Ms Noshie also stressed that if the percentage increase being demanded was granted, ECG would not need to demand huge percentage increases in the next five years, but rather, stick to a 10 per cent demand for the next five years.

Officials of GRIDCo also pointed out that they needed the marginal increases to enable them to invest in the power grid lines.

The Manager in charge of Strategy and Risk Compliance, Mr Samuel Kow Acquah, said that the company had not been able to get funding for their projects due to the low tariffs granted it by PURC at the last major review. “Our expectations are that the ministry will help us with policy directions on financing,” Mr Acquah suggested.

Ghana Water

The Managing Director of Ghana Water, Dr Clifford Braimah, also making a case for his company, pointed out that apart from what was needed to rehabilitate capacity facilities and expand supply, the company owed the government in excess of GH¢6.22 billion as a result of investments made on behalf of the company over the years.

“And we will have wished the PURC will factor this debt component into the tariff increase, considering that the percentage terms translate to GH¢28 from the present GH¢5,” Dr Braimah said.

Citing pollution of water bodies as a result of illegal mining activities which he said had also caused silt into the company’s intake sumps in several communities, Dr Braimah pointed out that a failure by PURC to honour the increase may cause the company to begin to undertake water rationing exercise across the country.


The CSOs such as the Institute of Economic Affairs (IEA), the African Centre for Energy Policy (ACEP), the Consumer Protection Agency (CPA), among others, were of the view that the posture of the providers made it appear that government and consumers were just throwing money to the problems considering that the efficiency needed was not forthcoming.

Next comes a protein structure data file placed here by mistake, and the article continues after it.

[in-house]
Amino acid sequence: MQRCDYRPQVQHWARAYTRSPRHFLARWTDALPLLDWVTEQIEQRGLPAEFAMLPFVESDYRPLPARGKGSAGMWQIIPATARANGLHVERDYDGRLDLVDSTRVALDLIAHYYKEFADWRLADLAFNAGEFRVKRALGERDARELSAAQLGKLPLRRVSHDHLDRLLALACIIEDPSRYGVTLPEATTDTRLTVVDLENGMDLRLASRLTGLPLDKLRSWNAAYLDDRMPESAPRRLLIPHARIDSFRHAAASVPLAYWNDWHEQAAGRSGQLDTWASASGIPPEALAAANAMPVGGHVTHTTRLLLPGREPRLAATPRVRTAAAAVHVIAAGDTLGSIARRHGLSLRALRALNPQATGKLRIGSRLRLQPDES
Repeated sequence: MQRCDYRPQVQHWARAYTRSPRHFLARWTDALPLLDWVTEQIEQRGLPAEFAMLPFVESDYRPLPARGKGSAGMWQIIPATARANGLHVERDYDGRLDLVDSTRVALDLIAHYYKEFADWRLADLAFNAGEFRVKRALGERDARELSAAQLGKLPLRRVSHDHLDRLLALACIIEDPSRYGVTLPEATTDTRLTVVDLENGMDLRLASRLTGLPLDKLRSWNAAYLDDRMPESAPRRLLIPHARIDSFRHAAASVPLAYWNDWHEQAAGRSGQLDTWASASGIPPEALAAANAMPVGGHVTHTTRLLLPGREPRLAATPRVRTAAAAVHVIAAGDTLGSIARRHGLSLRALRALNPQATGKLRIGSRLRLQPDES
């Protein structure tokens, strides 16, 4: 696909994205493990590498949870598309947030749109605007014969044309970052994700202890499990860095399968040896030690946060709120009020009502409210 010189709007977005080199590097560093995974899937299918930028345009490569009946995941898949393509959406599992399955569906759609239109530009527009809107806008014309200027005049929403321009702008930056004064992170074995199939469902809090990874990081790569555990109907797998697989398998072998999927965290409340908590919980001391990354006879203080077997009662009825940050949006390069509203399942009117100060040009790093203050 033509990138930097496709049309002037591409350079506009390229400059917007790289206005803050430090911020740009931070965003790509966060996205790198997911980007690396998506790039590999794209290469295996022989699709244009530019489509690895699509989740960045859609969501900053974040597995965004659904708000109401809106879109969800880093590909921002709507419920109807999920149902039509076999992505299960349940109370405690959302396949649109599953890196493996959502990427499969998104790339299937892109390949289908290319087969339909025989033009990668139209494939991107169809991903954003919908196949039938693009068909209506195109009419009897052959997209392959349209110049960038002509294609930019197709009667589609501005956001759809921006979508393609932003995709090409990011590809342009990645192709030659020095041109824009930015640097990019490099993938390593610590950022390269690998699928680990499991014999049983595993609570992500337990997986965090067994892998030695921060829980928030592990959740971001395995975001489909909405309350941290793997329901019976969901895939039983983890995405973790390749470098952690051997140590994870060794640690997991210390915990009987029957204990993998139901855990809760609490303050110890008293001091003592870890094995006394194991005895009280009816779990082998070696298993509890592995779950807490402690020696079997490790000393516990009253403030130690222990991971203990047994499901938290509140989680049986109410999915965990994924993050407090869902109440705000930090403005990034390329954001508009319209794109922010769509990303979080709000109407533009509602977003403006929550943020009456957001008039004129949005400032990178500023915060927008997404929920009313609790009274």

The Executive Director of ACEP, Mr Ben Boakye, for example, who engaged some of the players in a heated exchange of views, pointed out that the last tariff approval granted the companies went to worsen the efficiency in delivery particularly on the part of ECG.

“Looking at the charts they have presented, it indicates that they have invested almost $700 million so far, and the former private operator, Power Distribution Services (PDS), was supposed to have invested $5 million in five years, and if ECG has done the $700 million investment within the time frame, where is the efficiency? Mr Boakye questioned.

He said whereas some adjustments were necessary as a result of the high exchange rates which had significantly depreciated the Ghanaian cedi by 32 per cent, it would be important to tweak the investment to make them more functional by addressing the systemic issues.


The Head of Research at the PURC, Dr Kofi Obutey, said the regulator was collating all the proposals from the service providers and would analyse the figures to be able to advise accordingly.

He said the consultative engagements would continue with all stakeholders for a frank discussion before a final decision was made.

“Whatever it is, when the proposals are thoroughly assessed, the government will have a say in the final decision on the review of the tariffs,” Dr Obutey indicated.